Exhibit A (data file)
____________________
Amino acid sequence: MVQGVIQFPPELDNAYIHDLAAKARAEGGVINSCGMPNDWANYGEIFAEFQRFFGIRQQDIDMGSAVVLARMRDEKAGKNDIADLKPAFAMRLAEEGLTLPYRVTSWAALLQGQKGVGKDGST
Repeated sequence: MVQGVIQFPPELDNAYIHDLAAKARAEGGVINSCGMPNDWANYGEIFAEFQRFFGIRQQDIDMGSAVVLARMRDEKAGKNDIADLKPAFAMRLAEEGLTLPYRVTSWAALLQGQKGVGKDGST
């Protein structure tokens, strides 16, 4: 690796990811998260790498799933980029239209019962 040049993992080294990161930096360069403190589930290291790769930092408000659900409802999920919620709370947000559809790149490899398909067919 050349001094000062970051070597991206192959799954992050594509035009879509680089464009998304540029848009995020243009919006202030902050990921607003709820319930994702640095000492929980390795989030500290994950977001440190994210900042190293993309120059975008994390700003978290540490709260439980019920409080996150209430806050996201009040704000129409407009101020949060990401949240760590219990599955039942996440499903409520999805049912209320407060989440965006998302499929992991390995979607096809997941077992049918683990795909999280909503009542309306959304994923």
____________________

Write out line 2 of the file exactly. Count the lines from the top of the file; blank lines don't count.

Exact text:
Repeated sequence: MVQGVIQFPPELDNAYIHDLAAKARAEGGVINSCGMPNDWANYGEIFAEFQRFFGIRQQDIDMGSAVVLARMRDEKAGKNDIADLKPAFAMRLAEEGLTLPYRVTSWAALLQGQKGVGKDGST